We’ve seen a lot of bad news about our planet in the past several years. Here are the seven most worrisome climate change headlines...
The News Goes From Bad to Worse
Hurricanes. Droughts. Wildfires. Floods. It seems like we can't go a week without seeing another headline about some devastating example of Mother Nature's dark side. In fact, in 2012 alone, 3,257 monthly weather records for heat, rain, and snow in the U.S were shattered. Such extreme weather is very costly—both in terms of dollars and in terms of human lives. Up to $188 billion in damage was caused by the severe weather events of 2011 and 2012, and 1,107 fatalities resulted from 25 such events. And scientists are increasingly sounding the alarm that cliamte change and global warming are amplifying and exacerbating such events. Here are seven of the most shocking weather headlines since An Inconvenient Truth hit theaters in 2006...
Wired.com—March 2, 2012
Commercial fishermen and other mariners in Homer, Alaska, form an “SOS” in 2009 to raise awareness about ocean acidification caused by fossil fuels. Lou Dematteis/Reuters
Often labeled as global warming’s evil twin, ocean acidification occurs when the increased concentration of CO2 in the atmosphere lowers the ocean’s pH. According to a paper released by Science, about one-third of the CO2 emitted by humans since the start of the industrial revolution has been absorbed by the ocean.
Why is this a problem? Well, about 252 million years ago, ocean acidification caused a mass extinction of somewhere around 96 percent of all marine species. And the rate of CO2 released into the atmosphere was about 10 to 100 times slower than current rates. If our current rate continues, we could potentially see changes that are unparalleled in the last 300 million years of Earth’s history.
ABC News Australia—March 14, 2012
Theo Heimann/AFP/Getty Images
In their annual State of the Climate report released in March 2012, Australian researchers indicated that annual daily maximum temperatures increased dramatically since 1910. Dr. Karl Berganza of Australia’s Bureau of Meteorology had expressed concern at the alarming pace of climate change. He added, “In the geological history of the earth, global changes of this magnitude happen very rarely. We have no evidence going back 800,000 years of CO2 levels above 300 parts per million.”
Fast forward a year later and the world saw CO2 levels hit a record-shattering 400 parts per million in April 2013.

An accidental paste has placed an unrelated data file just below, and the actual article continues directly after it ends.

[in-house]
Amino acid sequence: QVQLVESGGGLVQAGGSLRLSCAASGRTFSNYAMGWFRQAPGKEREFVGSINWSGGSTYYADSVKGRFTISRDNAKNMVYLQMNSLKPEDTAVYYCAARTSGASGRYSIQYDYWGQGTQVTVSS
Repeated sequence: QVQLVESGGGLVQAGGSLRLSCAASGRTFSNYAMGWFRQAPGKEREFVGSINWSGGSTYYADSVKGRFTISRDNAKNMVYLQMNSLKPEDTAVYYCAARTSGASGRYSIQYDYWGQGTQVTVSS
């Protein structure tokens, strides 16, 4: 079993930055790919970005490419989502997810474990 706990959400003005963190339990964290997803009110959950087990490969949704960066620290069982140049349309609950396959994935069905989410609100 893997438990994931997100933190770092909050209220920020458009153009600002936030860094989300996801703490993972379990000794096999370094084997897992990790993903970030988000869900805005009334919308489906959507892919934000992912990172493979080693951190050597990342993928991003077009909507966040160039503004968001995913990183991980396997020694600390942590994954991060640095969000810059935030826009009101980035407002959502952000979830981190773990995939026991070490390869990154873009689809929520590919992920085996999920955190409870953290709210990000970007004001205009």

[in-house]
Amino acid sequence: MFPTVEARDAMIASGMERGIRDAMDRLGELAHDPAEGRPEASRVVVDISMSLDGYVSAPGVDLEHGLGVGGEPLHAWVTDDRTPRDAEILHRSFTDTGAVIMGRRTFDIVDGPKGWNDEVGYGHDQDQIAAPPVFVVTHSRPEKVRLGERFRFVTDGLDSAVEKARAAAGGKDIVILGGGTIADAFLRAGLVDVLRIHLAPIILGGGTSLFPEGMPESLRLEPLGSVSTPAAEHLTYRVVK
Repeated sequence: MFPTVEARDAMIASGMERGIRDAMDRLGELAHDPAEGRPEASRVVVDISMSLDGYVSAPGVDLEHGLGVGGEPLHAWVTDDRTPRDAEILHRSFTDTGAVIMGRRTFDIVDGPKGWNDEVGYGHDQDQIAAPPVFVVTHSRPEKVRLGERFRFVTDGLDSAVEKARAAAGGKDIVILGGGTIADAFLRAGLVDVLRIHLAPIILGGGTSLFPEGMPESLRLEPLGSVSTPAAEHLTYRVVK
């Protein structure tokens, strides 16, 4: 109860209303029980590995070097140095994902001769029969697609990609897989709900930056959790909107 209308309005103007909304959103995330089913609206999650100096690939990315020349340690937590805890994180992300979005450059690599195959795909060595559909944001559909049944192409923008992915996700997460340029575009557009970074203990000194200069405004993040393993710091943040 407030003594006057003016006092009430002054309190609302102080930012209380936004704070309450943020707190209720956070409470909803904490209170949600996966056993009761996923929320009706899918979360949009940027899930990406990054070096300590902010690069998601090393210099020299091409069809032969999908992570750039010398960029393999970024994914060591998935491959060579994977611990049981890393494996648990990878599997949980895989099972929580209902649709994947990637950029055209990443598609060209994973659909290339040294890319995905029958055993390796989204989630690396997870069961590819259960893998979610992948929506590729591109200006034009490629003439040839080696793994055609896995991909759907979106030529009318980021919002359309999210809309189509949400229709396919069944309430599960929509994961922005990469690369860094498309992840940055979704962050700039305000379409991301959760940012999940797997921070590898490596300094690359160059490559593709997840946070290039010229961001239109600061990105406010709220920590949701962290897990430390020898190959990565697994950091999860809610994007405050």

The Guardian—March 7, 2012
Sue Flood/Getty Images
They’re one of Africa’s iconic resident beasts. But scientists say they could soon die off, and you’ve got climate change to thank for their demise. According to a study conducted by the Kenya Wildlife Service and the National Museum of Kenya, warmer temperatures have caused abnormal coils to develop in the cheetah’s sperm, affecting its ability to reproduce. Throw in low sperm counts, extremely low testosterone levels, and a change in food supply, and you’ve got a recipe for disaster.
Canada.com—Oct. 11, 2012
Raymond Boyd/Getty Images
Within 25 years from now, you won’t be able to find a polar bear anywhere on planet Earth. That’s Russian polar bear expert Nikita Ovsyannikov’s dire prediction. Ovsyannikov, who is the deputy director of Russia’s polar bear reserve on Wrangel Island, pointed out: “It is worse for the Russian polar bears than the bears in Canada or Greenland because the ice pack is retreating much faster in our waters.” The number of bears around the Chukchi Sea has dropped over the past 30 years from 4,000 to no more than 1,700.
Al-Jazeera English—April 15, 2013
This colony of Adelie penguins might have to settle for these rocky ice melt pools. According to a study from the Australian National University and the British Antarctic Survey, Antarctica is losing ice at a rate 10 times faster than 600 years ago. And although it replenishes its ice loss and tends to expand in size, the rate of melting in the region now far exceeds that which is replenished each year. The world’s last true wilderness is in danger of melting, and scientists are warning of global sea-level rise of up to six meters within one full generation.
The Telegraph—November 2, 2010
It could take the Earth 100,000 years to recover from the impacts of climate change, according to Britain’s Geological Society. The biggest potential impact: mass extinction of species caused by rapid temperature rise. Studying rock sediments from millions of years ago, geologists are able to analyze and model how increases in greenhouse gases led to temperature-change species die-off. According to Professor Jims Zachos of the University of California, future impact will be much more severe than those felt by previous warming episodes 55 million years ago.
The Telegraph—Dec 26, 2011
Veronique Durruty/Gamma-Rapho/Getty Images
Sure, chocolate isn’t really in the same class as polar bears or ocean acidification—but we still think this is kind of a big deal! According to a study commissioned by the Bill and Melinda Gates Foundation, 50 percent of land suitable for cocoa production could be gone by 2050 because of rising temperatures. Farmers and retailers could be forced to jack up the price on cocoa beans and chocolate bars. Chocolate lovers, take note!
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